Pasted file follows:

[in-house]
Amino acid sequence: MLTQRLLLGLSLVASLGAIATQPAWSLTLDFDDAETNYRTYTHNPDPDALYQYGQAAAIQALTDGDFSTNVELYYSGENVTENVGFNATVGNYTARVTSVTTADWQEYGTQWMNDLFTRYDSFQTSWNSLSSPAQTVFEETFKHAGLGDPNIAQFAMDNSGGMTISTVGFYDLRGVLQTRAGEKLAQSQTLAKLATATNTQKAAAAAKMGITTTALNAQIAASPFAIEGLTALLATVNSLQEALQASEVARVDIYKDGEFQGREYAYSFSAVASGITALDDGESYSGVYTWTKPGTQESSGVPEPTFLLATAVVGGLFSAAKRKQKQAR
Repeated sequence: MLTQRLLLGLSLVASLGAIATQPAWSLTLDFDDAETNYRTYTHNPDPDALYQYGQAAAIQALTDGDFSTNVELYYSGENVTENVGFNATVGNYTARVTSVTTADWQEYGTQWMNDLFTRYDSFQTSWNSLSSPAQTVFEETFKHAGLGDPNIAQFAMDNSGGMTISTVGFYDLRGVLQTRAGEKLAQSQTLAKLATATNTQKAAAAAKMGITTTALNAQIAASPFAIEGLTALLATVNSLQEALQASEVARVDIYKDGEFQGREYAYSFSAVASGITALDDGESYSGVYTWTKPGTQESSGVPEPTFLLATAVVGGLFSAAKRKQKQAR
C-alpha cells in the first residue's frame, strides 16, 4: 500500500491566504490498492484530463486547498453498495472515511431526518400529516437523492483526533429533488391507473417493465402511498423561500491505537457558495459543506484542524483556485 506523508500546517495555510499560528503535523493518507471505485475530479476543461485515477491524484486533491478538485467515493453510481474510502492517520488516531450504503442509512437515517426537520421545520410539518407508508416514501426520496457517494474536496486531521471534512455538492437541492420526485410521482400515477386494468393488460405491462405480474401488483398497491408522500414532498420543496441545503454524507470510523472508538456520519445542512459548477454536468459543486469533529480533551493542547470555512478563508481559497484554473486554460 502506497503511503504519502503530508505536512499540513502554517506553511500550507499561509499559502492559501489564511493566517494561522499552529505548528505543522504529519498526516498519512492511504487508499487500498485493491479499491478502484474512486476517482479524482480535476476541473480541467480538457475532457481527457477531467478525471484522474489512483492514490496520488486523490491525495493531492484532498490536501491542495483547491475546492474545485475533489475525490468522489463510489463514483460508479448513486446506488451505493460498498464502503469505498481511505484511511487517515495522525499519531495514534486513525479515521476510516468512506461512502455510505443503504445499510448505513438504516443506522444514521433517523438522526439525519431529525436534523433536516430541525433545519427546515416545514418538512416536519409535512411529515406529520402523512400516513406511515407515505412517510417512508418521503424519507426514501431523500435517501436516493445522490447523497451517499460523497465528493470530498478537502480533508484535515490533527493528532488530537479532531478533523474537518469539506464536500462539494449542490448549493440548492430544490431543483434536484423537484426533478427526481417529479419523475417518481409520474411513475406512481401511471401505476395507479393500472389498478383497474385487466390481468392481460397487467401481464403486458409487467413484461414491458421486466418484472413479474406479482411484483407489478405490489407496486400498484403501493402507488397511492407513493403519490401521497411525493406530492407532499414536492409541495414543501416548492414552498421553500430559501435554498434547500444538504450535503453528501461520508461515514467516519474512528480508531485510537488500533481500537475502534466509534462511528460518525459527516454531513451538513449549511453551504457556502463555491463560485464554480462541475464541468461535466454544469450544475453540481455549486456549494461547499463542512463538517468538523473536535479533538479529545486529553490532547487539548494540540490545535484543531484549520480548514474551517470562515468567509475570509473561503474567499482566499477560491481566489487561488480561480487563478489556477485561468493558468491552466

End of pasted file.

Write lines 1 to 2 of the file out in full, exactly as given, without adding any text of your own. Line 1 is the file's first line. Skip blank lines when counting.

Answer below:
[in-house]
Amino acid sequence: MLTQRLLLGLSLVASLGAIATQPAWSLTLDFDDAETNYRTYTHNPDPDALYQYGQAAAIQALTDGDFSTNVELYYSGENVTENVGFNATVGNYTARVTSVTTADWQEYGTQWMNDLFTRYDSFQTSWNSLSSPAQTVFEETFKHAGLGDPNIAQFAMDNSGGMTISTVGFYDLRGVLQTRAGEKLAQSQTLAKLATATNTQKAAAAAKMGITTTALNAQIAASPFAIEGLTALLATVNSLQEALQASEVARVDIYKDGEFQGREYAYSFSAVASGITALDDGESYSGVYTWTKPGTQESSGVPEPTFLLATAVVGGLFSAAKRKQKQAR